9. On the back burner. Use this to talk about a project or activity that is least important at the moment of speaking. As our board had no interest in this project it was put on the back burnerThe opposite of “the back burner” is “the front burner”. If you keep something on the front burner it means you give it all of your priority.
  10. Apples and oranges. Use this expression to describe the fact that you can’t compare two totally different things/concepts. Speaking of Todd and Kendra, I don’t think we can even compare their sales strategies. They’re totally different. It’s like comparing apples and oranges! **
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*This expression actually has an interesting history: “In the twelfth century, a church in the English town of Dunmow promised a side of bacon to any married man who could swear before the congregation and God that he had not quarreled with his wife for a year and a day. A husband who could bring home the bacon was held in high esteem by the community for his forbearance.”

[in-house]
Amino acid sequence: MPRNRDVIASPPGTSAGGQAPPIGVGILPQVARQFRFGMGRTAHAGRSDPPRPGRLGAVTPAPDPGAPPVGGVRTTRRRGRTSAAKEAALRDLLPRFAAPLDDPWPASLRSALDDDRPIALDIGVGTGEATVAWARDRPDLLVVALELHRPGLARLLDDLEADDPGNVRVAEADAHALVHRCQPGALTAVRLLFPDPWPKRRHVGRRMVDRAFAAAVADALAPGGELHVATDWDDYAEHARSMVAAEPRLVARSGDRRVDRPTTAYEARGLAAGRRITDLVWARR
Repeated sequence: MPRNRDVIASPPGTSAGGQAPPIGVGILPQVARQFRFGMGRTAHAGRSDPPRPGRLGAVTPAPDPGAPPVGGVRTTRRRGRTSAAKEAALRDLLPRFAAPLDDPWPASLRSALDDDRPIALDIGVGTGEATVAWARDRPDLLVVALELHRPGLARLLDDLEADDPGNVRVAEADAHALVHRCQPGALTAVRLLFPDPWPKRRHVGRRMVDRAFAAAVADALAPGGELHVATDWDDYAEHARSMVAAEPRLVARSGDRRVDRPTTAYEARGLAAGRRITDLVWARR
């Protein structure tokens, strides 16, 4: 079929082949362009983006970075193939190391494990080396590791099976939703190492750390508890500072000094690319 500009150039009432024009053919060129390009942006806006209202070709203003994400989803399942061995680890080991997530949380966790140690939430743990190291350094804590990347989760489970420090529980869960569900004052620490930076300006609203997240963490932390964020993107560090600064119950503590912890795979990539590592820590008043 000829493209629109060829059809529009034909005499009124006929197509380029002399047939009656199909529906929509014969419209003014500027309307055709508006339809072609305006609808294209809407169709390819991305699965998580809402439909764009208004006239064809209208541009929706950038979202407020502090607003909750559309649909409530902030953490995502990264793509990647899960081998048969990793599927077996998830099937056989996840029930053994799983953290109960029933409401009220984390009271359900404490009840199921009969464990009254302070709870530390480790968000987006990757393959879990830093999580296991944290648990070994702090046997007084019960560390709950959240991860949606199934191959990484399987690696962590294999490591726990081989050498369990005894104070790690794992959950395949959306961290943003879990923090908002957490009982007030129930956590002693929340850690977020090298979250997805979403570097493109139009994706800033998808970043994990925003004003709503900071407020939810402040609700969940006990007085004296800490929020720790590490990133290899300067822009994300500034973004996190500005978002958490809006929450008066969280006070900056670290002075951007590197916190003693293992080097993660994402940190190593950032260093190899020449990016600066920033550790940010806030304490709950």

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** Speaking of “apples and oranges” I remembered a great example from the movie “My Big Fat Greek Wedding.” In the movie, the father of a Greek bride finds it extremely hard to let his daughter marry an American. To him, “apples and oranges” will never be a good match for each other. Yet, in the end, he comes to a wonderful conclusion. You can watch the video to find out! Enjoy!

“Out of the frying pan into the fire…” Food Idioms in English Part 2

I might be throwing you out of the frying pan into the fire by posting two consecutive articles on food idioms in English as it might be a bit overwhelming, but please bear with me. In the end, it will be all worth it. If you haven’t yet read the previous post, I suggest looking through it carefully and taking notes. In today’s post I will be referring to a lesson plan that will include some of the previous idioms as well as a few new ones.

First off, I would like for you to read the following story crammed with idioms and expressions. The story was borrowed from here, and you can find a few activities that will make a great lesson plan if you’re a teacher.